Tag Archives: hierarchical organizations

Battling the red monster – another success story

Once upon a time, there was a university in one of the largest Polish towns. Among its many organizational units was Institute of Applied Physics (details altered and sanitized for confidentiality), headed by an internationally accomplished Polish professor who believed that scientists should spend most of their time and effort on science, and not on reporting. He made no secret of his views when he was appointed Director of the Institute, which must have come as a shock to many a seasoned bureaucrat in the university Head Office. These people were firm supporters and eager practitioners of the Parkinson’s observation that Officials make work for each other. Being good officials, they felt it was their duty to ensure that the professor and his fellow physicists received their fair share of useless and time-consuming paperwork to be done. Once filled, the lengthy report forms would be sent back to Head Office, like some kind of symbolic tribute paid by a vassal to his lord.

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“Culture eats strategy for breakfast”. Practical implications for corporate leaders (part 1)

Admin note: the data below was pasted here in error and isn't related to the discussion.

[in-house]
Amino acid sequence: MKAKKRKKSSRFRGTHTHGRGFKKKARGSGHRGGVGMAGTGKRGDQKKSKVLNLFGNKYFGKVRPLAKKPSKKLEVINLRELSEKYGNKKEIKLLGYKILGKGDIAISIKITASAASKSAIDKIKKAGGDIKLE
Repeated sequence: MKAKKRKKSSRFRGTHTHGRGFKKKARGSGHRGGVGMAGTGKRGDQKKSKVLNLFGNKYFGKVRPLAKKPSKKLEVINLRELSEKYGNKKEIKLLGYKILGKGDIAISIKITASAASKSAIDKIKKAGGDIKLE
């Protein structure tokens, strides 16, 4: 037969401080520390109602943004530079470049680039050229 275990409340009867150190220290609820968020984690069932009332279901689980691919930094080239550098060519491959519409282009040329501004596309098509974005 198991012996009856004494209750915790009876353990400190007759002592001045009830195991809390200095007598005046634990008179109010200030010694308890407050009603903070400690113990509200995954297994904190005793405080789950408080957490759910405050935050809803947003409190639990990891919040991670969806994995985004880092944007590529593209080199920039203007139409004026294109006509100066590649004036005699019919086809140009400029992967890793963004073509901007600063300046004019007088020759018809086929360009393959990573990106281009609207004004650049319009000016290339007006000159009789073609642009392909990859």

Cultural issues are known to have thwarted seemingly excellent strategies in all kinds of industries around the world. Therefore, more and more executives tend to understand that a successful implementation of a company’s strategy requires that it is aligned with the firm’s corporate culture, in addition to a number of otherwise crucial tangible prerequisites. In other words, if the prevailing culture is a stumbling block for the implementation of the strategy, then at least one of them needs to change for the incompatibility to be eliminated.

Assuming that the strategy must remain intact, the question is: what can a leader do to cause a lasting change in a company’s culture? (To avoid semantic confusion, lets’ use Kotter’s definition whereby “Culture consists of group norms of behavior and the underlying shared values that help keep those norms in place”). This task can be tackled in a variety of ways. Easier said than done, that’s for sure, as illustrated by countless failure stories. For this reason, and because it is best to learn from the mistakes of others, it is worth starting by going over some of the worst and most rampant errors (the dont’s), such as those the following scenario abounds in. Continue reading